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Seasonal Lull in hours of supervision  no help for Radio Shack in OT Case



    A federal district judge in Chicago rejected arguments from the electronics retailer

that its managers should be exempt from overtime even if the hours worked by their subordinates intermittently dipped below 80 hours a week.  The law's recognition of special cases was not extended to the retailer's employees.  Perez v. Radioshack Corporation, 386 FSupp2nd 979 (N.D. Ill. 2005).


    A supervisor is an "executive exempt" if he customarily and regularly supervises two or more individuals "or the equivalent".  This test is met if the supervisor is responsible for not just two full-timers but also a combination of work hours of the subordinates, such as several part-timers whose hours meet the 80 hour minimum.  US Department of Labor regulations address this at 29 CFR Sec. 541.104(a), and the agency's field manual provides that any number of part-timers will be the equivalent of two full timers, so long as the total number of hours supervised exceeds 80.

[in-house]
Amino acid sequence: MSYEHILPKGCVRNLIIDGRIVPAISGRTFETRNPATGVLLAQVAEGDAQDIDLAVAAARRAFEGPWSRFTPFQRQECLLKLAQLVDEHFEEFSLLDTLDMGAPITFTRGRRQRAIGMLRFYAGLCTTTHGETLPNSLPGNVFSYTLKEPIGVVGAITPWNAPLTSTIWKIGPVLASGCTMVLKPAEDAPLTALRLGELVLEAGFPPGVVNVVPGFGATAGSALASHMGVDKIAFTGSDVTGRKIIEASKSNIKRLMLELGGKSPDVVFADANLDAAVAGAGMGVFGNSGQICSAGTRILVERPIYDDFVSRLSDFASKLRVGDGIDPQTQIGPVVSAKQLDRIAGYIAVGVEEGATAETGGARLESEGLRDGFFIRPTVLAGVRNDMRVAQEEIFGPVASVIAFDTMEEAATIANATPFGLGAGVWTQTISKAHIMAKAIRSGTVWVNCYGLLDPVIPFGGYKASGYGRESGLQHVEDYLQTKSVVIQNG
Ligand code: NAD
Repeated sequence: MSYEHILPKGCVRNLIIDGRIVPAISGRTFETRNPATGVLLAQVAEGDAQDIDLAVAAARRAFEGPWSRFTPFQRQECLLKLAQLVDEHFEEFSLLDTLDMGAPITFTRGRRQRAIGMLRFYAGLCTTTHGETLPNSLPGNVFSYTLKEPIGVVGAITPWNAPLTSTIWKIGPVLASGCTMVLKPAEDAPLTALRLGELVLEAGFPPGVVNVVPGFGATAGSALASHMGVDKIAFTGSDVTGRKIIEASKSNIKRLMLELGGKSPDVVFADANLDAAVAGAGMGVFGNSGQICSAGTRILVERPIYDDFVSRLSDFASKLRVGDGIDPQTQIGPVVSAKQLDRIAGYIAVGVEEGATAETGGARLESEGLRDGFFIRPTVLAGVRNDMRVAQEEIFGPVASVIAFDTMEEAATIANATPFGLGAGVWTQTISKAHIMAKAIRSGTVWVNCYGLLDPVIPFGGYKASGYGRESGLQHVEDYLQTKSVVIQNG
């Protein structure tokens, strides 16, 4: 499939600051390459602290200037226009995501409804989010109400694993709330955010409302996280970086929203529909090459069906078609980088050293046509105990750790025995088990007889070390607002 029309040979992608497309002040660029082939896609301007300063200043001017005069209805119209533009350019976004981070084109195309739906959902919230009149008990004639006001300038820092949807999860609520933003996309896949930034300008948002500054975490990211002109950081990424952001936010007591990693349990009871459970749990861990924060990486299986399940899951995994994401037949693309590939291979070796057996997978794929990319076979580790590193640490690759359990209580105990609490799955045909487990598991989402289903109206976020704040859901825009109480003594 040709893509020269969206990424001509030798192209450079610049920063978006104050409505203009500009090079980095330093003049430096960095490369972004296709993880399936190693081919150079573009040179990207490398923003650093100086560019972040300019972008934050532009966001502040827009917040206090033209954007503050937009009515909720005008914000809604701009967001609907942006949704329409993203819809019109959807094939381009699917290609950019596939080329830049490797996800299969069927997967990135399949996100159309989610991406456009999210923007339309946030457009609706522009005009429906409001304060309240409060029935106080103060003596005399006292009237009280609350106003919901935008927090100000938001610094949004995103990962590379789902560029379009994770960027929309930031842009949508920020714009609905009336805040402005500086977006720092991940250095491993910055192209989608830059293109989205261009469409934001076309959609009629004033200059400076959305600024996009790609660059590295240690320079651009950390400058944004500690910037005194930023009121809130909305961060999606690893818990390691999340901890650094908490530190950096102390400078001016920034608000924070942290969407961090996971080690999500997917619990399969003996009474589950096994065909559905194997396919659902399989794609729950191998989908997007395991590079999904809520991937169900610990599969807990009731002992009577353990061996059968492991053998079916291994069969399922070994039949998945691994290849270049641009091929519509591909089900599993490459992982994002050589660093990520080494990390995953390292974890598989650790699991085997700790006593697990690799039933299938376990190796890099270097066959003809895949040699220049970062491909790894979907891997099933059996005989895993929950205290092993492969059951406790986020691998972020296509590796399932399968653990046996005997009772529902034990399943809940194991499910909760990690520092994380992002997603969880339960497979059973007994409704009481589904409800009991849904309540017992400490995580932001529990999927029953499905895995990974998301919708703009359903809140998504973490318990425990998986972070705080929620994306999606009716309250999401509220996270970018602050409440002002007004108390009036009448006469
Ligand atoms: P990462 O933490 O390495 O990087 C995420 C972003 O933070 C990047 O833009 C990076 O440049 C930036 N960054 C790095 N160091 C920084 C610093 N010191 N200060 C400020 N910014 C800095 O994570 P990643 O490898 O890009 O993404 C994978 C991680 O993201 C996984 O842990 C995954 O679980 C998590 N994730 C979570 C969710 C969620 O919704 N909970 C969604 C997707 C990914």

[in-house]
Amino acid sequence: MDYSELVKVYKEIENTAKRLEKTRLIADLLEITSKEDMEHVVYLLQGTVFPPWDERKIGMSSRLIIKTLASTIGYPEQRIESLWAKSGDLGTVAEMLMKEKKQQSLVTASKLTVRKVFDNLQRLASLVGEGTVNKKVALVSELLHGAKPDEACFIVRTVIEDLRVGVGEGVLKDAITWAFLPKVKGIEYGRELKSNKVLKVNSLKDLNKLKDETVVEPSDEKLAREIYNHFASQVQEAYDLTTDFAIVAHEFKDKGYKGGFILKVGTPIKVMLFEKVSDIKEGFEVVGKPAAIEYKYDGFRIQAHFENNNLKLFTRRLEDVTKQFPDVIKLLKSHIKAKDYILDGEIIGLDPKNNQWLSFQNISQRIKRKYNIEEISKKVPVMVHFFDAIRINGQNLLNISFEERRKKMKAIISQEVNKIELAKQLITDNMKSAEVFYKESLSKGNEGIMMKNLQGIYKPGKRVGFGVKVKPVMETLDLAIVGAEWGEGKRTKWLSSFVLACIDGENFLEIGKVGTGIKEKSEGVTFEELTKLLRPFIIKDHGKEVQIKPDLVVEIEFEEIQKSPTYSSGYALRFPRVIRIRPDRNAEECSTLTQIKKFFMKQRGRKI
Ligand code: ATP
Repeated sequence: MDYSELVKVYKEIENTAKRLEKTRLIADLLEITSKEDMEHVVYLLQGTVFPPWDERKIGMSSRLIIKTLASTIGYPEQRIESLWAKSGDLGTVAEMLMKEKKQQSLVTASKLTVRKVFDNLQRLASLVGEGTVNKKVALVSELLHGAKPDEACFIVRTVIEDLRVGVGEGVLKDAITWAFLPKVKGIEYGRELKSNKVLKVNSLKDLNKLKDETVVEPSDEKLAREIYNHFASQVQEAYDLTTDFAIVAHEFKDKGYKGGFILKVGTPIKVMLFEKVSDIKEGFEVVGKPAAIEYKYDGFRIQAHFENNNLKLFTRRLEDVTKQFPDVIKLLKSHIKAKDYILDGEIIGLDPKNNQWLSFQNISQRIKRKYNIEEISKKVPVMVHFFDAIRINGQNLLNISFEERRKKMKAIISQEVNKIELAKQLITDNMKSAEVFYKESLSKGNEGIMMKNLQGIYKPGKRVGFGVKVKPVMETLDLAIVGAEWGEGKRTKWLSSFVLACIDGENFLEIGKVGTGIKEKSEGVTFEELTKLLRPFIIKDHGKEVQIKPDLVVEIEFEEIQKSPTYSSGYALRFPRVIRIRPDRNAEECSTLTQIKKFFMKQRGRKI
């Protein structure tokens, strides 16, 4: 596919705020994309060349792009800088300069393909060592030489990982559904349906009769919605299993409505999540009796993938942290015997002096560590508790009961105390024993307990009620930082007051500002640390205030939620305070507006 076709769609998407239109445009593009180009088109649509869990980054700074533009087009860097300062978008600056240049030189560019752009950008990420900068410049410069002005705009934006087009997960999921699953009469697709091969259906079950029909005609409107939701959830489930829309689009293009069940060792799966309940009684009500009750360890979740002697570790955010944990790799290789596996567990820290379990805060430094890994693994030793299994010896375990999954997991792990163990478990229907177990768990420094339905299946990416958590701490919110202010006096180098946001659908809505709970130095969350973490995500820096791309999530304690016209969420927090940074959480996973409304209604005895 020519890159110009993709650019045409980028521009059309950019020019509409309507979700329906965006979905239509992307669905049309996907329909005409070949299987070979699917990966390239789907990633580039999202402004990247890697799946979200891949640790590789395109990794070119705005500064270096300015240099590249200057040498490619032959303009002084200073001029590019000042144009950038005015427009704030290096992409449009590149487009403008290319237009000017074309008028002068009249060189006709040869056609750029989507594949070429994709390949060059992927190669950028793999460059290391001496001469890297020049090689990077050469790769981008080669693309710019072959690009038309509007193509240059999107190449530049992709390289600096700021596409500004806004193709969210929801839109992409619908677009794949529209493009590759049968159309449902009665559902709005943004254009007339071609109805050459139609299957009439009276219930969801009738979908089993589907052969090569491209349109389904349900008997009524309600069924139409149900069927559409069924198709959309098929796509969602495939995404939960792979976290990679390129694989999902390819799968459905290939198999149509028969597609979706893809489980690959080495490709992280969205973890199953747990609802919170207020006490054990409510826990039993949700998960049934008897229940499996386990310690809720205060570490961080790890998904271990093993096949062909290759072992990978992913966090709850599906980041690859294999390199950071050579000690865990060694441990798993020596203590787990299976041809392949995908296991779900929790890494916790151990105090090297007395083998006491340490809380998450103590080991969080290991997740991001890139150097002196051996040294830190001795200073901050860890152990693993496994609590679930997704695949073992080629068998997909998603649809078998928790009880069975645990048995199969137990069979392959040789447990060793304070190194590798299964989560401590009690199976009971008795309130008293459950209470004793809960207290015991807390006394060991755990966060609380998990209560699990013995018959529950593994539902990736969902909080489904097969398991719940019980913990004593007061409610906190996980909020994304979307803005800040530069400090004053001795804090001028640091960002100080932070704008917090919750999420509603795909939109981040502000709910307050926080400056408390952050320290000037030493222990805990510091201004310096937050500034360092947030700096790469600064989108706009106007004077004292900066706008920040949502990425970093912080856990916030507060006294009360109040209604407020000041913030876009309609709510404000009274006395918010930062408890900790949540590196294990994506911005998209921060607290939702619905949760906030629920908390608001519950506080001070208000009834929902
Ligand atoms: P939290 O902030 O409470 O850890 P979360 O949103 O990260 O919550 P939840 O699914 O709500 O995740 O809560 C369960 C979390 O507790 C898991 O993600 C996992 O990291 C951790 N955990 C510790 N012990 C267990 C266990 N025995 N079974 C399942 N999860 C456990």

An "unusual circumstances" exception to the 80 hour rule applies in certain industries with a recognized work week that is generally less than 40 hours, e.g., banking and insurance. Radioshack asked the court to extend this exception to the fluctuating work hours caused by seasonal dips in business.  The court refused to do so, noting that the defendant's stores are generally open more than forty hours a week.